How to Develop a Business Improvement Plan
Every business owner must periodically examine their business and determine if it’s meeting the potential it can. A good time to do that is yearly, but if you’ve not done it in a while, that’s okay. Clear a day and take a look at how you’re doing, what you want to do better on, and developing a plan of action to move your business forward.
Developing a business improvement plan is much like when you first sat down to create a business plan. The only difference is now you are operating within reality instead of conjecture.
In business school, you’d learn that to have a profitable business you’ll need to learn to plan, do, check and act. This essentially means to create a plan, follow the plan, check up on the plan, and then keep implementing the plan or tweak it as necessary.
This seems like a long, drawn-out process but the truth is, it’s something every business owner needs to do. To develop a business improvement plan you’ll need to do the following:
- Know your business needs
- Understand the process involved
- Have a way to analyze results
- Be able to make changes when needed
- Be willing to drop the old and implement the new
- Have a way to test the new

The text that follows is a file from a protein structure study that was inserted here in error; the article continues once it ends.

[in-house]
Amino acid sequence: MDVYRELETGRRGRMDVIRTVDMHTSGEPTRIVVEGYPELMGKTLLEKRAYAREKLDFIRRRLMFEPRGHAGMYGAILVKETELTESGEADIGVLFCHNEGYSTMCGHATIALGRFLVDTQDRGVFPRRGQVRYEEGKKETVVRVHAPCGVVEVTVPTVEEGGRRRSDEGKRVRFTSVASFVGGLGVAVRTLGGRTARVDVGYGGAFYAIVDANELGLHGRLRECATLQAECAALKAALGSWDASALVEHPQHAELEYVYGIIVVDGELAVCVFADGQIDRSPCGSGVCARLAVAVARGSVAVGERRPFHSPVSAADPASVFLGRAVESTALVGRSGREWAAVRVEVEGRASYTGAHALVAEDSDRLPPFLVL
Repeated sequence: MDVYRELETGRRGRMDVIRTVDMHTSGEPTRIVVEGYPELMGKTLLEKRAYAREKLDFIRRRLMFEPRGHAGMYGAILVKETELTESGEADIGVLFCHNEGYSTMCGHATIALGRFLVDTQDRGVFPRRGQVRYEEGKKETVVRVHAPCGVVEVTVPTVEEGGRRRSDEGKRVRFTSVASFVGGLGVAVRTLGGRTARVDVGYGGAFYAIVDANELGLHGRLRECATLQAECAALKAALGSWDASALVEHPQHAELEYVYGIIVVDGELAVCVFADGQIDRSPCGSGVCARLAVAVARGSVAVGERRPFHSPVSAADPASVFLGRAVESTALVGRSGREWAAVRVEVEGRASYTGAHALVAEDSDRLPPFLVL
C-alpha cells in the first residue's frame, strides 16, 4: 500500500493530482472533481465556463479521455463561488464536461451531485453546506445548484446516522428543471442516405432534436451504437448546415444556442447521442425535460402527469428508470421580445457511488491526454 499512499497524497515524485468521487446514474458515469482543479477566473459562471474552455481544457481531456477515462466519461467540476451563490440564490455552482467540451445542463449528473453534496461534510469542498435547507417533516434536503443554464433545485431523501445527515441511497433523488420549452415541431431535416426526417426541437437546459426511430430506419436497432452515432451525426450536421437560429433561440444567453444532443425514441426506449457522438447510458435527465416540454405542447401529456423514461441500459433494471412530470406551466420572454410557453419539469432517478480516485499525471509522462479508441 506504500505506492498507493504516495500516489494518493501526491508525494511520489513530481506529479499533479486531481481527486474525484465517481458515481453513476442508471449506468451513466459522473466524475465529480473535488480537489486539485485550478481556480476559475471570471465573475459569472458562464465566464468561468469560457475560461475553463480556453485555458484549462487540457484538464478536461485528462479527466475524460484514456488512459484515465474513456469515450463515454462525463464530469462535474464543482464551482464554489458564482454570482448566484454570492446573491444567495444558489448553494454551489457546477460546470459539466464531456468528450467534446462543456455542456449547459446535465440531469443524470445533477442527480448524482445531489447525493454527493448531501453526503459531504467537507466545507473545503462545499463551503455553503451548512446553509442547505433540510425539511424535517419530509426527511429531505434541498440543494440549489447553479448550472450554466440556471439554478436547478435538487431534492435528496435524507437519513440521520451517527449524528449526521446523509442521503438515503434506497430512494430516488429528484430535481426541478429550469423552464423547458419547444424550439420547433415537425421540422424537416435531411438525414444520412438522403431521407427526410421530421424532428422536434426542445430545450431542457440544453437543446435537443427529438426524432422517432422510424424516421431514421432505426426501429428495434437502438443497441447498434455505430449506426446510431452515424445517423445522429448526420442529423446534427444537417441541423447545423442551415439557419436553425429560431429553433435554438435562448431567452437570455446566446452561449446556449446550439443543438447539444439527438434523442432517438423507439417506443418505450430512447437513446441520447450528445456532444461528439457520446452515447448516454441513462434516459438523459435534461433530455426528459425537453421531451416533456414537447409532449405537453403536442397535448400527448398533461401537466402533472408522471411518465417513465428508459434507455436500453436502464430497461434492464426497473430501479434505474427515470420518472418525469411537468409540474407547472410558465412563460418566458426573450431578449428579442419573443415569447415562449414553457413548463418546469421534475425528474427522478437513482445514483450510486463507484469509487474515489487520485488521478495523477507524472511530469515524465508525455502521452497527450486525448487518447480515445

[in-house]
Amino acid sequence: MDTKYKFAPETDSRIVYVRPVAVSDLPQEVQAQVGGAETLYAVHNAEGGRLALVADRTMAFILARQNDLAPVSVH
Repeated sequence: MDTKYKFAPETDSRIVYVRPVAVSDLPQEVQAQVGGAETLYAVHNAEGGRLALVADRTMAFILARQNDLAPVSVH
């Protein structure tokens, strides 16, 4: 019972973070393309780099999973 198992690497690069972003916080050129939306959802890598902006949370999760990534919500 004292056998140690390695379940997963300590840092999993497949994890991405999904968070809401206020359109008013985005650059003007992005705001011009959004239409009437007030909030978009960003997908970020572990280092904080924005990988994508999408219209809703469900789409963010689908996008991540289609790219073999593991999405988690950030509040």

- And…. Repeat….
In any successful business, this process of developing a business improvement plan is ongoing. It will require study of your competition, your audience, and the current trends, as well as understanding where technology is going for your audience within your niche. Without understanding these things and the ability to look honestly at the past, and hopefully toward the future, it will be hard to develop a business improvement plan.
You can create a business analysis questionnaire to help you accomplish these goals. Depending upon your niche, you may or may not need to include some of these suggestions. Use your own best judgment. You may include information about:
Opportunity: Is the opportunity relevant to your audience?
Industry trends: Where is your industry headed? Read appropriate literature so that you can familiarize yourself with the facts.
Knowledge: Do you have, or do you know someone who has the knowledge needed to turn this opportunity or idea into a profitable addition or substitution for your business?
Resources: Do you have the resources in both time and money to complete this project and turn it into a money-making opportunity?
Features: Can you list all the features of the opportunity?
Benefits: How does the opportunity benefit your audience?
Profitability: Is it likely you can profit with the idea or opportunity? If so, how?
For instance, let’s say you have a business selling information products and you want to improve them. Where do you start?
First, you determine if the improvements will be justified with the potential projected monetary outcome. Next you ensure that your improvements match your industry and fit in with trends that appeal to your audience. You also ensure that you actually have the knowledge or someone else has it, so that you’re not just guessing.
If you have the resources and understand how this change affects your audience, and can see that you’ll earn more money, then you want to go ahead with the product improvement.
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